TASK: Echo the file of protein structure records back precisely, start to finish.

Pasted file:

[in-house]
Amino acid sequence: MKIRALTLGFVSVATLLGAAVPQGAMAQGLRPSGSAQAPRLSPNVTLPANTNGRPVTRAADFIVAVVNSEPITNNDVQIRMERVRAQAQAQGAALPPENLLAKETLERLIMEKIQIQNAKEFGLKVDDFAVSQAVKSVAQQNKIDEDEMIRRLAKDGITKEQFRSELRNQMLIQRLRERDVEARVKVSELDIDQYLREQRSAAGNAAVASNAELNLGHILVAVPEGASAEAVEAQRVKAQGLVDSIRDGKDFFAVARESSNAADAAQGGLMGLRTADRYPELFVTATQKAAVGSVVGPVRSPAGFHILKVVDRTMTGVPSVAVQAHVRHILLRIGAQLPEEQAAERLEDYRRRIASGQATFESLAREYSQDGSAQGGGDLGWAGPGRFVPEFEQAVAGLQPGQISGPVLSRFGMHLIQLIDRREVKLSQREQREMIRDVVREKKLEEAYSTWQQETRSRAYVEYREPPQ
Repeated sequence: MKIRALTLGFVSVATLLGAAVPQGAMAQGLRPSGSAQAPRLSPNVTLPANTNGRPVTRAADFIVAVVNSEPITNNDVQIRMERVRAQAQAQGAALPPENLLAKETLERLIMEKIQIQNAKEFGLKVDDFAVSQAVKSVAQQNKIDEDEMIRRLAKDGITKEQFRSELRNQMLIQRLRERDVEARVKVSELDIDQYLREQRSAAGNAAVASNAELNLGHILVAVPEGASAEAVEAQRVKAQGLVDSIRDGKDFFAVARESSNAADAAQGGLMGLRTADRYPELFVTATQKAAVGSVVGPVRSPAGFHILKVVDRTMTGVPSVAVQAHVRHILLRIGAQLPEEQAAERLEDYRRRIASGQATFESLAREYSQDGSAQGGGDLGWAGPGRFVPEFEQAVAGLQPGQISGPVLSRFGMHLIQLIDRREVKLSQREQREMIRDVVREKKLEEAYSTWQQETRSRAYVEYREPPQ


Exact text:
[in-house]
Amino acid sequence: MKIRALTLGFVSVATLLGAAVPQGAMAQGLRPSGSAQAPRLSPNVTLPANTNGRPVTRAADFIVAVVNSEPITNNDVQIRMERVRAQAQAQGAALPPENLLAKETLERLIMEKIQIQNAKEFGLKVDDFAVSQAVKSVAQQNKIDEDEMIRRLAKDGITKEQFRSELRNQMLIQRLRERDVEARVKVSELDIDQYLREQRSAAGNAAVASNAELNLGHILVAVPEGASAEAVEAQRVKAQGLVDSIRDGKDFFAVARESSNAADAAQGGLMGLRTADRYPELFVTATQKAAVGSVVGPVRSPAGFHILKVVDRTMTGVPSVAVQAHVRHILLRIGAQLPEEQAAERLEDYRRRIASGQATFESLAREYSQDGSAQGGGDLGWAGPGRFVPEFEQAVAGLQPGQISGPVLSRFGMHLIQLIDRREVKLSQREQREMIRDVVREKKLEEAYSTWQQETRSRAYVEYREPPQ
Repeated sequence: MKIRALTLGFVSVATLLGAAVPQGAMAQGLRPSGSAQAPRLSPNVTLPANTNGRPVTRAADFIVAVVNSEPITNNDVQIRMERVRAQAQAQGAALPPENLLAKETLERLIMEKIQIQNAKEFGLKVDDFAVSQAVKSVAQQNKIDEDEMIRRLAKDGITKEQFRSELRNQMLIQRLRERDVEARVKVSELDIDQYLREQRSAAGNAAVASNAELNLGHILVAVPEGASAEAVEAQRVKAQGLVDSIRDGKDFFAVARESSNAADAAQGGLMGLRTADRYPELFVTATQKAAVGSVVGPVRSPAGFHILKVVDRTMTGVPSVAVQAHVRHILLRIGAQLPEEQAAERLEDYRRRIASGQATFESLAREYSQDGSAQGGGDLGWAGPGRFVPEFEQAVAGLQPGQISGPVLSRFGMHLIQLIDRREVKLSQREQREMIRDVVREKKLEEAYSTWQQETRSRAYVEYREPPQ